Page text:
Structured Products

September 11, 2012

The Aim of a Structure Product

Before looking at how a structured product works, we should note the goals of the product. Quite simply, such a product will aim to produce either income or capital growth, or both, while offering either partial or full protection to the original investment capital. They usually have a maturity date (that is they will have a fixed term), though open ended funds are becoming more commonplace.

A structured product achieves its aim by combining investments in derivatives (options and futures) linked to single shares, indices, commodities, bonds or even currencies. The structured product manager will produce a formulaic investment that is designed to achieve the investment goals, and then offer it as a per-packaged investment (the structured product).

How a structured product works

There are two elements to a structured product. The first is the protection, and the second is the performance.

Securing the protection

The fund manager will make an investment that will guarantee all or part of his initial investment back after a period of time. This investment may be made into cash, government bonds, or derivative products. Whatever the method and financial instrument used, the key factor will be the solidity of the provider. For example, if an investment manager had invested the protected portion in the form of cash deposits with Icelandic banks in 2007, by 2008 that cash would have disappeared with the bankruptcy of those banks.

Achieving the Performance

Having achieved the protection, the manager will then invest the remainder of his funds into a higher risk asset designed to produce the return he desires. Sometimes performance levels will be capped, in order to preserve gains made to a certain level without risk of losing them toward the end of the investment term. Very often this part of the investment will be leveraged, or geared, in order to achieve the exceptional gains needed, and most often this will mean using options or futures to multiply gains that would otherwise be made investing in the underlying security.

A simple example

ABC Bank offers a structured product that guarantees return of the invested amount at the end of a five year term, but with a gain equivalent to the upside of the FTSE 100 Index should it move higher.

In order to achieve the protected part of the structured product, ABC invests 85% of its fund into a bond which will return the whole of the original investment at the end of the five year term.

Now let us move to the performance part of the product. The target will be based upon the performance of the FTSE 100 Index over a five year period. Clearly, the manager has only a small part of the original fund left, 15%, to invest in the FTSE 100. If he invested directly in the index, then he would have no hope of achieving such growth (as the target growth applicable under the structured product is on the whole of the invested amount, not just the ‘risk’ portion). So, what the manager does is select appropriate FTSE 100 call options that will give him the gain he is seeking in five years at investment maturity should the FTSE 100 rise. If the index falls over the period, then the call options will expire worthless. (He will allow for commissions, fees, and possible loss of option premium in his calculation.)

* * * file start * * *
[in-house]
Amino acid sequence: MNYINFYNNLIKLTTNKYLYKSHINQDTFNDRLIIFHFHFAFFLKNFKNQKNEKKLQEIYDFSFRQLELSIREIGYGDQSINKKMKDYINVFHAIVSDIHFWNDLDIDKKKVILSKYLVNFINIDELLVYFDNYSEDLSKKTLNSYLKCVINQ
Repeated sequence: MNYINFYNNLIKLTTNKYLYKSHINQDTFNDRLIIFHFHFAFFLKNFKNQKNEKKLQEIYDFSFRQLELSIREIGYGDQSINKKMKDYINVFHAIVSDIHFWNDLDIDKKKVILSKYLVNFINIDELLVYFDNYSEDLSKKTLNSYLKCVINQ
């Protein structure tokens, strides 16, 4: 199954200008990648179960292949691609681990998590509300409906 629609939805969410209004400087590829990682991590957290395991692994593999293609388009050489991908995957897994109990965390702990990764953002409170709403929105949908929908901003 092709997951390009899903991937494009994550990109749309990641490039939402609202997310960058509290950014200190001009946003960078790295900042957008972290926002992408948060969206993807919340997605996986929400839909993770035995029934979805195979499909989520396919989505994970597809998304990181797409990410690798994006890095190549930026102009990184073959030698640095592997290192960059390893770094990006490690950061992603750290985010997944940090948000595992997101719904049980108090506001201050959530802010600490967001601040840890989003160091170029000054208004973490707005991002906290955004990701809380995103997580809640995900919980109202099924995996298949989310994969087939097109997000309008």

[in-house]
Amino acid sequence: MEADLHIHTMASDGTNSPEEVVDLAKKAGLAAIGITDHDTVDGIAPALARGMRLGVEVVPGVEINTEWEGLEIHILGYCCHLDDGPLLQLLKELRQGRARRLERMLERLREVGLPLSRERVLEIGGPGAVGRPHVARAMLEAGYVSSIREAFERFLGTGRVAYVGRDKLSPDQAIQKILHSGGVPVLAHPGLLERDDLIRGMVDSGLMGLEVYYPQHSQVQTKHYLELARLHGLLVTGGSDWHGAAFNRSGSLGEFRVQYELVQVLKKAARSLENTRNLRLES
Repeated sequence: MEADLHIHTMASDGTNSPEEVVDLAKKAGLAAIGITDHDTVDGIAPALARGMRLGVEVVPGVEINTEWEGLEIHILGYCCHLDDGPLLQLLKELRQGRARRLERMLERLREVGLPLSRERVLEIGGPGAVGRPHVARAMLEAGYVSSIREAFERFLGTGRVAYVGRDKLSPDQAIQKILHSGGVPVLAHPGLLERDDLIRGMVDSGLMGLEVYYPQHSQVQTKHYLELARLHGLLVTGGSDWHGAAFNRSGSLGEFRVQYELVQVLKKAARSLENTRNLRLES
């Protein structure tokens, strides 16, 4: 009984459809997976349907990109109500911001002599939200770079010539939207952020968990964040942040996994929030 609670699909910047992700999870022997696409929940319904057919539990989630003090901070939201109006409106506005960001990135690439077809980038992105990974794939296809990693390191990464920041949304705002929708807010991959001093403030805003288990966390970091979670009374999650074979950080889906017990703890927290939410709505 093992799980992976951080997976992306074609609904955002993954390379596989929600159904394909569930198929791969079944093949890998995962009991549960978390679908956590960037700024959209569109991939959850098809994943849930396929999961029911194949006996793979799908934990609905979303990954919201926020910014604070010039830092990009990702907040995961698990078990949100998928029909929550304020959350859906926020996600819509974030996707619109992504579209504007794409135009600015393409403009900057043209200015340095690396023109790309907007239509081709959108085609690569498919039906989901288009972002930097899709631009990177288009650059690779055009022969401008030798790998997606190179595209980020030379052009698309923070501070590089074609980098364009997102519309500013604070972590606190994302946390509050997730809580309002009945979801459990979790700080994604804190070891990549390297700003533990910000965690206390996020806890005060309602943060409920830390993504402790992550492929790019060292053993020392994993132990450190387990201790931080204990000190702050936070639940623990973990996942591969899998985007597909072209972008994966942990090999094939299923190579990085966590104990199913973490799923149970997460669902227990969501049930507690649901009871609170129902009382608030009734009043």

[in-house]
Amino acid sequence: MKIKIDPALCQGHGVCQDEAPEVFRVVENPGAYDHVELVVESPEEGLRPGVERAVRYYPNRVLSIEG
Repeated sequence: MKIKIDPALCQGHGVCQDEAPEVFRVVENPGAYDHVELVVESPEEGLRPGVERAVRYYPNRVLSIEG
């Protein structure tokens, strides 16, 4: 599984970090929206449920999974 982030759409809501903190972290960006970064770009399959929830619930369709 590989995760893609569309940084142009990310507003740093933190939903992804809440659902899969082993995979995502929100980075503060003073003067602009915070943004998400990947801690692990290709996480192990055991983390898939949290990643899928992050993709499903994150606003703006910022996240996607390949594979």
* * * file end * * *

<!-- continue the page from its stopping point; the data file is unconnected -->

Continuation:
Though the manager has separated the two elements, they are linked to each other to produce both the capital protection and the exposure to the upside of the FTSE 100 Index.

Uses of structured products

Structured products can be used to diversify a portfolio, reduce risk, or take advantage of specific market views. They used to be the preserve of large financial organisations, and were costly to produce and manage. However, they are now widely available as packaged products to retail investors, though many financial advisors find them difficult to explain to clients as they involve the use and manipulation of complex financial instruments.

Many investors who wish to have exposure to riskier assets, whilst limiting potential losses, perhaps even receiving full capital protection, are attracted by structured products.


Although capital protected, not all structured products have 100% capital protection. The protection is really only as good as the financial institution backing the protection: if the institution fails an investor may lose his money.

Also, an investor should be aware of the effects of inflation on the purchasing power of his money. Even though the capital is protected, if there is no other return then that capital will be worth less in real terms than it was when first invested.

For many investors, understanding each unique structured product is a virtual impossibility. This means putting trust in a financial advisor or structured product provider.

Finally, the capital protection and targeted gain will be over the period of the investment. Any early withdrawal will mean the capital protection no longer applies and the returned amount will be less than originally invested.

In conclusion

Structured products can be good investments for those that want a limited risk to their investment cash with the possibility of gains linked to riskier investment assets. However, investors should ensure the financial viability of the institution underwriting any capital protection, as well as be certain they can afford to invest over the fixed term of the structured product.